Tuesday, May 31, 2005

Boarding in the ER

Excerpted from an article in the Washington Post, "Holdover in the ER"

The boarder phenomenon arises because there are not enough hospital beds and nursing staff to accommodate all the patients who need to be admitted on an emergency basis. Financial incentives reward hospitals for keeping their beds full, which favors patients scheduled for elective procedures. As a result, few empty beds are available for ER patients. Besides, Medicare pays hospitals more for taking care of a patient who has elective surgery than a patient like Rowe, who has a medical emergency. So there is built-in financial resistance to admitting many patients from the ER.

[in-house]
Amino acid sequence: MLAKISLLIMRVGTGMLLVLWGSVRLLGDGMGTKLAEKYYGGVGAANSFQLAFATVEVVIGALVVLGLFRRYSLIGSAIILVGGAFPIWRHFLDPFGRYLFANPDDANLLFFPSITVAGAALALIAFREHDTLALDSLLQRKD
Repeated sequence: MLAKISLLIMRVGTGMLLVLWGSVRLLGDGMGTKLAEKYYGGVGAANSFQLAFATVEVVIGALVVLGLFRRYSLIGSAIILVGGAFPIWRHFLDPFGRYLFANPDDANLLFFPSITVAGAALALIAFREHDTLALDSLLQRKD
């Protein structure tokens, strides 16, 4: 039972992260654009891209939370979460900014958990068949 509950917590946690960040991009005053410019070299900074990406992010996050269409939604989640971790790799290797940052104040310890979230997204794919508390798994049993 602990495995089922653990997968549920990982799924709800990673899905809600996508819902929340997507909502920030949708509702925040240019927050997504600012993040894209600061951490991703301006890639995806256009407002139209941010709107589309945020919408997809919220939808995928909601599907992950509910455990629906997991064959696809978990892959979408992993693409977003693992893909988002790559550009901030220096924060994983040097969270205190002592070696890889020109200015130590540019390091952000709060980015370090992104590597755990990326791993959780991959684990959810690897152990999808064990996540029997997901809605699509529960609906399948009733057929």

Yet, boarding is hazardous to health and it increases costs. Last week at the annual meeting of the Society for Academic Emergency Medicine in New York, researchers presented a study of 50,322 patients from 120 hospitals who were admitted to the ICU from the ER over a three-year period. Boarding in the ER for more than six hours led to increased mortality in the ICU and on the medical floor, longer hospital stays and higher than expected costs.


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